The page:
Wireless power transmission safely charges devices anywhere within a room

Today, most wireless power transmission occurs over very short distances, typically involving charging stands or pads...

A new method developed by Disney Research for wirelessly transmitting power throughout a room enables users to charge electronic devices as seamlessly as they now connect to WiFi hotspots, eliminating the need for electrical cords or charging cradles.

  The researchers demonstrated their method, called Quasistatic Cavity Resonance (QSCR), inside a specially built 16-by-16-foot room at their lab. They safely generated near-field standing magnetic waves that filled the interior of the room, making it possible to power several cellphones, fans and lights simultaneously.

  Alanson Sample, Associate Lab Director & Principal Research Scientist at Disney Research, said, “This new innovative method will make it possible for electrical power to become as ubiquitous as WiFi.”

  “This in turn could enable new applications for robots and other small mobile devices by eliminating the need to replace batteries and wires for charging,” he further added.

  According to Sample, who leads the lab’s Wireless Systems Group, wireless power transmission is a long-standing technological dream. Celebrated inventor Nikola Tesla famously demonstrated a wireless lighting system in the 1890s and proposed a system for transmitting power long distances to homes and factories, though it never came to fruition. Today, most wireless power transmission occurs over very short distances, typically involving charging stands or pads.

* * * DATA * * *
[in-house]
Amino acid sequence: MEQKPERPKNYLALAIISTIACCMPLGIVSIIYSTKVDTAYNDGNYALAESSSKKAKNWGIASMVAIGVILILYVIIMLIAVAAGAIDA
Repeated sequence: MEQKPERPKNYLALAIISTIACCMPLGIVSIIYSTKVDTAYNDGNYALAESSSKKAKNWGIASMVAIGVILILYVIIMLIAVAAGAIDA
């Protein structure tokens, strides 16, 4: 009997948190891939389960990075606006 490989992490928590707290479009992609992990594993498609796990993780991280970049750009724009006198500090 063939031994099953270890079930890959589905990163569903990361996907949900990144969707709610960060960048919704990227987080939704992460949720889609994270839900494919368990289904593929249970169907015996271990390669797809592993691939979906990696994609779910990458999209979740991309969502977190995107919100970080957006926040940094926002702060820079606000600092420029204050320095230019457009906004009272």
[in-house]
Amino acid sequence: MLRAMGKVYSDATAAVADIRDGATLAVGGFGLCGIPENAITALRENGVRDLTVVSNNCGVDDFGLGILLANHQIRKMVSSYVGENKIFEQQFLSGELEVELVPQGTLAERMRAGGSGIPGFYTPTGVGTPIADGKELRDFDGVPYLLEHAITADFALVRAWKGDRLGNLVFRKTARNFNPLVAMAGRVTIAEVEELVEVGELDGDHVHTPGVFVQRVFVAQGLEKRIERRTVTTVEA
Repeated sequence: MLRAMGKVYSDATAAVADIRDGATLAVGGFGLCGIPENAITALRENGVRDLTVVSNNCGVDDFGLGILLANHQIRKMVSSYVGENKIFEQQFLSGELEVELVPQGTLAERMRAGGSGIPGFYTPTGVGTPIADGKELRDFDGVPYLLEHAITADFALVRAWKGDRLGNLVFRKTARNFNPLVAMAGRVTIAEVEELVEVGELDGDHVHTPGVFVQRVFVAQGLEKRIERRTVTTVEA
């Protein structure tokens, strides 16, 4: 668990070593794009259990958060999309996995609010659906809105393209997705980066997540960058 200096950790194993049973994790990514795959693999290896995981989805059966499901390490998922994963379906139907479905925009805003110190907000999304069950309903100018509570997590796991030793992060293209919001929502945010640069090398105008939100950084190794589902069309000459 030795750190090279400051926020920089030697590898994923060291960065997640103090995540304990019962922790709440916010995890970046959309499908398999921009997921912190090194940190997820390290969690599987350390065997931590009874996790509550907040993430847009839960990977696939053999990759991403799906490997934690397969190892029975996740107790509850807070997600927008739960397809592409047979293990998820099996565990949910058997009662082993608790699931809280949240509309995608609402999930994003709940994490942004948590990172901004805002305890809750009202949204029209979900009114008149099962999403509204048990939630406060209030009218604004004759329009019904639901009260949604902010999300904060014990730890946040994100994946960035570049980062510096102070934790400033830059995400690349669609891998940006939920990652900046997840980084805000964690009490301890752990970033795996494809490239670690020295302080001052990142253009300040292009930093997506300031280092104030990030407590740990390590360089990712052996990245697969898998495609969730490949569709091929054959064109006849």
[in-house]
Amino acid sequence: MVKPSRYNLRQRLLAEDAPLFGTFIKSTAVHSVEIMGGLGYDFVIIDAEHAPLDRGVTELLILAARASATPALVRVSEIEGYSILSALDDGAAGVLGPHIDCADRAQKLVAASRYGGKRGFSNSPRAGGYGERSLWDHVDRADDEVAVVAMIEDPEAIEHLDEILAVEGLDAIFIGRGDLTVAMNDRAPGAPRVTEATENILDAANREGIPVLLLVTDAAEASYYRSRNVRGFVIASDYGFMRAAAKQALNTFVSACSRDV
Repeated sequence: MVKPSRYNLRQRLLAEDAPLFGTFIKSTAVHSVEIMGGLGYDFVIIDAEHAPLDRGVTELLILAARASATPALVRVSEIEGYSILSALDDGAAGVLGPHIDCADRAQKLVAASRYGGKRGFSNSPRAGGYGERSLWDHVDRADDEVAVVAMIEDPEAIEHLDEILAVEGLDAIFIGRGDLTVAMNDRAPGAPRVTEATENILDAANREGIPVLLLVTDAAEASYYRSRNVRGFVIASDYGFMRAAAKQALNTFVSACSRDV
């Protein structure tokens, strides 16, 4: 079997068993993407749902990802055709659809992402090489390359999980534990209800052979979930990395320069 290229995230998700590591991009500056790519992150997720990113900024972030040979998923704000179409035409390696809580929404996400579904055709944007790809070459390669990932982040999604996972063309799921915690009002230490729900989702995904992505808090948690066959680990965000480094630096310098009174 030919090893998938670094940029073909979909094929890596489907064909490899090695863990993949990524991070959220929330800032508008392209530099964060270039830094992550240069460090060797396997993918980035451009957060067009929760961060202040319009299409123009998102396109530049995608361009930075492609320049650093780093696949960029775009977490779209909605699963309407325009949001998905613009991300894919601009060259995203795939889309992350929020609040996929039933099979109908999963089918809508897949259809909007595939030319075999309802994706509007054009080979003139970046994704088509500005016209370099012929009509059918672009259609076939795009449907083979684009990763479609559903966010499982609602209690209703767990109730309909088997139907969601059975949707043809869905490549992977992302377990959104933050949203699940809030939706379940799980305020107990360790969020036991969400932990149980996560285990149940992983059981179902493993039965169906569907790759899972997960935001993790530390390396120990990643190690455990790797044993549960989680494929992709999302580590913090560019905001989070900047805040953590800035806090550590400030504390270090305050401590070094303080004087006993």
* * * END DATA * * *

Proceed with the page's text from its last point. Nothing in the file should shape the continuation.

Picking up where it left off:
The QSCR method involves inducing electrical currents in the metalised walls, floor and ceiling of a room, which in turn generate uniform magnetic fields that permeate the room’s interior. This enables power to be transmitted efficiently to receiving coils that operate at the same resonant frequency as the magnetic fields. The induced currents in the structure are channelled through discrete capacitors, which isolate potentially harmful electrical fields.

  In the demonstration, the researchers constructed a 16-by-16-foot room with aluminium walls, ceiling and floor bolted to an aluminium frame. A copper pole was placed in the centre of the room; a small gap was created in the pole, into which discrete capacitors were inserted.

  Devices operating at that low megahertz frequency can receive power almost anywhere in the room. At the same time, the magnetic waves at that frequency don’t interact with everyday materials, so other objects in the room are unaffected.

  Though the demonstration room was specially constructed, Sample said it likely will be possible to reduce the need for metalised walls, ceilings and floors in the future. It may be possible to retrofit existing structures, for instance, with modular panels or conductive paint. Larger spaces might be accommodated by using multiple copper poles.

Leave a Reply